Editor’s note: This article was initially published in The Daily Gazette, Swarthmore’s online, daily newspaper founded in Fall 1996. As of Fall 2018, the DG has merged with The Phoenix. See the about page to read more about the DG.
Stalls in the women’s bathroom on a hall in Mertz were found covered in sexually explicit graffiti on two occasions during the last week of September. The first instance of graffiti, which was uncovered around 7:00 pm on the evening of Thursday, September 30th, contained crude and sexually explicit drawings targeting a woman on the hall. The next morning, another student found more graffiti containing two sets of drawings on the second stall in the bathroom. One set of drawings was similar to the first, and named another woman on the hall. The second depicted a man perpetrating a violent, sexual act. While reports have been filed with Public Safety on the incident, there are no leads or new information on who may have been responsible for the drawings.
The second set of drawings was found by a senior woman living in Mertz at around 7:00 AM. She said, “I woke up and went to the bathroom and saw an out of order sign on the first stall. When I opened the second stall, I saw the drawings there.” The drawings were drawn by hand in Sharpie; there was no indication of who had drawn them. According to the RA on the hall, the two drawings were discovered within 24 hours of each other. “One was reported at 7pm, and the second at 7am the next morning,” he said. He placed an out-of-order sign on the stall where the first set of drawings were located, and covered them with a poster until the EVS crew could permanently remove them. Public Safety was notified on both occasions. After taking statements and photographing the drawings, they notified Dean of Gender Education Karen Henry ’87, the dean on call.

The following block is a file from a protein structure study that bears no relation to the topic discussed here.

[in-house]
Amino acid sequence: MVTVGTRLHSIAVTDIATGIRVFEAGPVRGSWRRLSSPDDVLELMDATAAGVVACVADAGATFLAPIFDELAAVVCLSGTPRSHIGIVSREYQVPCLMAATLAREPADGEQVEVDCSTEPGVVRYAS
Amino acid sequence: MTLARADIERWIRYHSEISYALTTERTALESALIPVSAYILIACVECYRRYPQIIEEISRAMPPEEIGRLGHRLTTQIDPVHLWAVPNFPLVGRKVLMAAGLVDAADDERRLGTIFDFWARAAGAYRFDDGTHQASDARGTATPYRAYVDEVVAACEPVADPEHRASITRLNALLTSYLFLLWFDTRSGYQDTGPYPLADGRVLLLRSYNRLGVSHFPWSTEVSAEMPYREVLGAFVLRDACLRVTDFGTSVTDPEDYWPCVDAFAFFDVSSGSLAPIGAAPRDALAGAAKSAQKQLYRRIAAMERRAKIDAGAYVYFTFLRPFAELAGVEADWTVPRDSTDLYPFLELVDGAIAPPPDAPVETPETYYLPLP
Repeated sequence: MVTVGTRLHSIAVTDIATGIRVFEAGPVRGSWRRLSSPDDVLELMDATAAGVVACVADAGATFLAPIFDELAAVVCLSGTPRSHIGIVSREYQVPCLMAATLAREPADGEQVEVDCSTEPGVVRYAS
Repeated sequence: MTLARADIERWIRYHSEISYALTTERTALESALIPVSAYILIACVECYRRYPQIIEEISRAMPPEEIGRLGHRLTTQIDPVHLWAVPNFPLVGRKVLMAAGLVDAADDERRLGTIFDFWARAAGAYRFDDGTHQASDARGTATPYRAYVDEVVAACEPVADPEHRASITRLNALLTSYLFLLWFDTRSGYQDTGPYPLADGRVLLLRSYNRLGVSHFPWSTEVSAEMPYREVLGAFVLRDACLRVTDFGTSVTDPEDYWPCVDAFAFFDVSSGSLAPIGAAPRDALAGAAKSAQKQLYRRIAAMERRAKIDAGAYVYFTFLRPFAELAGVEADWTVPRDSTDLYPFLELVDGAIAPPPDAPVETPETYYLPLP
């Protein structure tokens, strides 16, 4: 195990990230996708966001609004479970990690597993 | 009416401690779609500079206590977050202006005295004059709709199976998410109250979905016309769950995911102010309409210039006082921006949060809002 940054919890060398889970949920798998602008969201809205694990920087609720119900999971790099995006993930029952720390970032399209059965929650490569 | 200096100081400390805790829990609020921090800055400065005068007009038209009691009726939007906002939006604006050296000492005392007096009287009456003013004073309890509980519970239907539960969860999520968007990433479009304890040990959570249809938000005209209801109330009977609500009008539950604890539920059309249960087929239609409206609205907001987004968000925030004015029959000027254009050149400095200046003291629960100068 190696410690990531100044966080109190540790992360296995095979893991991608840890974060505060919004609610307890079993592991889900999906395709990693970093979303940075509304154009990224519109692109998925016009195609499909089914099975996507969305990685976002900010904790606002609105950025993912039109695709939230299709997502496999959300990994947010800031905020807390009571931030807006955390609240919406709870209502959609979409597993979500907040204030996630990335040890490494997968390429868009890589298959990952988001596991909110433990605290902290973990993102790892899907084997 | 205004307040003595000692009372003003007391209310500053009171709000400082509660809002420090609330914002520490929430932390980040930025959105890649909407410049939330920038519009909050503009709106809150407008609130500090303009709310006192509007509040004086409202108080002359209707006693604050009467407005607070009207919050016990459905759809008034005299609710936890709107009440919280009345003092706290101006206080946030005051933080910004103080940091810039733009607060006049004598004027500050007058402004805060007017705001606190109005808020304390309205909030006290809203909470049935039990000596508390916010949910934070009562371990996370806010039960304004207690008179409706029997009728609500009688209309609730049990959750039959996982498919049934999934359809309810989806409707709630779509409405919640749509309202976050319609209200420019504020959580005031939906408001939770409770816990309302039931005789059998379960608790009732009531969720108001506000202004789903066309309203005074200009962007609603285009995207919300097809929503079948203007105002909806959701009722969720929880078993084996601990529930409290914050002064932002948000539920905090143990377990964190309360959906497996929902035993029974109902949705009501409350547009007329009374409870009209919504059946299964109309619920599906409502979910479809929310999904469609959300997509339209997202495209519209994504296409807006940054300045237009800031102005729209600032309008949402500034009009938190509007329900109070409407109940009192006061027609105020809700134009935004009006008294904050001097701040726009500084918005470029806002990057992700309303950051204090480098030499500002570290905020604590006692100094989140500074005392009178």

Henry explained that after being contacted by Public Safety, she contacted Dean of Students Garikai Campbell ’90 and spoke with the Mertz RAs. “We decided to call in the students whose names were identified and talked to them and offered them support,” she said. “We were concerned it would happen again, so we also sent out an email to the residents of Mertz discussing the incident.”
Mertz residents received an e-mail the next week from Campbell. He wrote, “Ordinarily this kind of behavior is considered too juvenile to warrant a response by the Dean’s Office. Unfortunately, in this instance, the first inappropriate drawing was followed closely by another, and the images were large, vulgar and violent; and hence, did warrant a note to the community.”
In an interview, Campbell explained that the deans’ first response in a situation like this was to not only give support to the students targeted by the drawings, but “to insure that the entire community is well taken care of.” He said that acts like this constitute “damage to the trust within the community,” damage which the deans hope to find a way to repair.